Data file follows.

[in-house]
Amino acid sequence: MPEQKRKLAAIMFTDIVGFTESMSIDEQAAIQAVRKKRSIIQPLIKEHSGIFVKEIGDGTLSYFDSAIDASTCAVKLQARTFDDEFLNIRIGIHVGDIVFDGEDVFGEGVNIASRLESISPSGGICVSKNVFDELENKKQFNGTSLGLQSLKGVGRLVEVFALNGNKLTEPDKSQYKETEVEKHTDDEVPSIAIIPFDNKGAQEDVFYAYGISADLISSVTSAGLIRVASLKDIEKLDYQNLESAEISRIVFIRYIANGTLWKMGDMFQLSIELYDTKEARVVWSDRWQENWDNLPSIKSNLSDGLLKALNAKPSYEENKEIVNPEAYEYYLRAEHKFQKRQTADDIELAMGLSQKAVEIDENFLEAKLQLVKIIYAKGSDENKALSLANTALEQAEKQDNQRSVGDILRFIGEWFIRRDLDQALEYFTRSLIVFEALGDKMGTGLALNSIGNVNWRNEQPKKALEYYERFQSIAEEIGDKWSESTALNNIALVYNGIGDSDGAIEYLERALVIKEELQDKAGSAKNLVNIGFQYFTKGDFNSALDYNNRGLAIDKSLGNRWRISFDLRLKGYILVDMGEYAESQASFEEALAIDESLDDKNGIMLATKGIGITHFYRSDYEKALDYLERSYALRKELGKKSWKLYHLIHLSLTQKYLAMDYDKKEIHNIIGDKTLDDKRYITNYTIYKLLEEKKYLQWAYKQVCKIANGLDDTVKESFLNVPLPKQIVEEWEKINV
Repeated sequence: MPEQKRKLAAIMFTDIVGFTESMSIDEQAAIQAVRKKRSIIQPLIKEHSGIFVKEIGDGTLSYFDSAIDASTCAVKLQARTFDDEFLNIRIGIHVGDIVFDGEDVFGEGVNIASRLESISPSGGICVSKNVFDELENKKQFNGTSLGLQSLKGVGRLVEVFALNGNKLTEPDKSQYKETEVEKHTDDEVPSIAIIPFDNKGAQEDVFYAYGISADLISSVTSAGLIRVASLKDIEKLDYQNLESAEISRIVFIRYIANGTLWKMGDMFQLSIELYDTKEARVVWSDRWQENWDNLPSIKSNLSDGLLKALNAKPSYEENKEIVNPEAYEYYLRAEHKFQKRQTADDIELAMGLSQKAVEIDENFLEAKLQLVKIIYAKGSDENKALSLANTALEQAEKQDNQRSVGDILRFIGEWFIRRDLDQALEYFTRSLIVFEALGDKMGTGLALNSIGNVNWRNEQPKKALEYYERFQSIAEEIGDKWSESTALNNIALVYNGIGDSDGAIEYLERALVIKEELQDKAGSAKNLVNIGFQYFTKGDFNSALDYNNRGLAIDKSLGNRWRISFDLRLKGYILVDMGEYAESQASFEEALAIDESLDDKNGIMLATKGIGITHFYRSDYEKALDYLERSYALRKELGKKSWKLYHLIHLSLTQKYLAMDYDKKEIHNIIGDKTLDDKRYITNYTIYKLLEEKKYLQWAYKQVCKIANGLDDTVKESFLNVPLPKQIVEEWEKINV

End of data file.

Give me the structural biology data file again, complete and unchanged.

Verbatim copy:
[in-house]
Amino acid sequence: MPEQKRKLAAIMFTDIVGFTESMSIDEQAAIQAVRKKRSIIQPLIKEHSGIFVKEIGDGTLSYFDSAIDASTCAVKLQARTFDDEFLNIRIGIHVGDIVFDGEDVFGEGVNIASRLESISPSGGICVSKNVFDELENKKQFNGTSLGLQSLKGVGRLVEVFALNGNKLTEPDKSQYKETEVEKHTDDEVPSIAIIPFDNKGAQEDVFYAYGISADLISSVTSAGLIRVASLKDIEKLDYQNLESAEISRIVFIRYIANGTLWKMGDMFQLSIELYDTKEARVVWSDRWQENWDNLPSIKSNLSDGLLKALNAKPSYEENKEIVNPEAYEYYLRAEHKFQKRQTADDIELAMGLSQKAVEIDENFLEAKLQLVKIIYAKGSDENKALSLANTALEQAEKQDNQRSVGDILRFIGEWFIRRDLDQALEYFTRSLIVFEALGDKMGTGLALNSIGNVNWRNEQPKKALEYYERFQSIAEEIGDKWSESTALNNIALVYNGIGDSDGAIEYLERALVIKEELQDKAGSAKNLVNIGFQYFTKGDFNSALDYNNRGLAIDKSLGNRWRISFDLRLKGYILVDMGEYAESQASFEEALAIDESLDDKNGIMLATKGIGITHFYRSDYEKALDYLERSYALRKELGKKSWKLYHLIHLSLTQKYLAMDYDKKEIHNIIGDKTLDDKRYITNYTIYKLLEEKKYLQWAYKQVCKIANGLDDTVKESFLNVPLPKQIVEEWEKINV
Repeated sequence: MPEQKRKLAAIMFTDIVGFTESMSIDEQAAIQAVRKKRSIIQPLIKEHSGIFVKEIGDGTLSYFDSAIDASTCAVKLQARTFDDEFLNIRIGIHVGDIVFDGEDVFGEGVNIASRLESISPSGGICVSKNVFDELENKKQFNGTSLGLQSLKGVGRLVEVFALNGNKLTEPDKSQYKETEVEKHTDDEVPSIAIIPFDNKGAQEDVFYAYGISADLISSVTSAGLIRVASLKDIEKLDYQNLESAEISRIVFIRYIANGTLWKMGDMFQLSIELYDTKEARVVWSDRWQENWDNLPSIKSNLSDGLLKALNAKPSYEENKEIVNPEAYEYYLRAEHKFQKRQTADDIELAMGLSQKAVEIDENFLEAKLQLVKIIYAKGSDENKALSLANTALEQAEKQDNQRSVGDILRFIGEWFIRRDLDQALEYFTRSLIVFEALGDKMGTGLALNSIGNVNWRNEQPKKALEYYERFQSIAEEIGDKWSESTALNNIALVYNGIGDSDGAIEYLERALVIKEELQDKAGSAKNLVNIGFQYFTKGDFNSALDYNNRGLAIDKSLGNRWRISFDLRLKGYILVDMGEYAESQASFEEALAIDESLDDKNGIMLATKGIGITHFYRSDYEKALDYLERSYALRKELGKKSWKLYHLIHLSLTQKYLAMDYDKKEIHNIIGDKTLDDKRYITNYTIYKLLEEKKYLQWAYKQVCKIANGLDDTVKESFLNVPLPKQIVEEWEKINV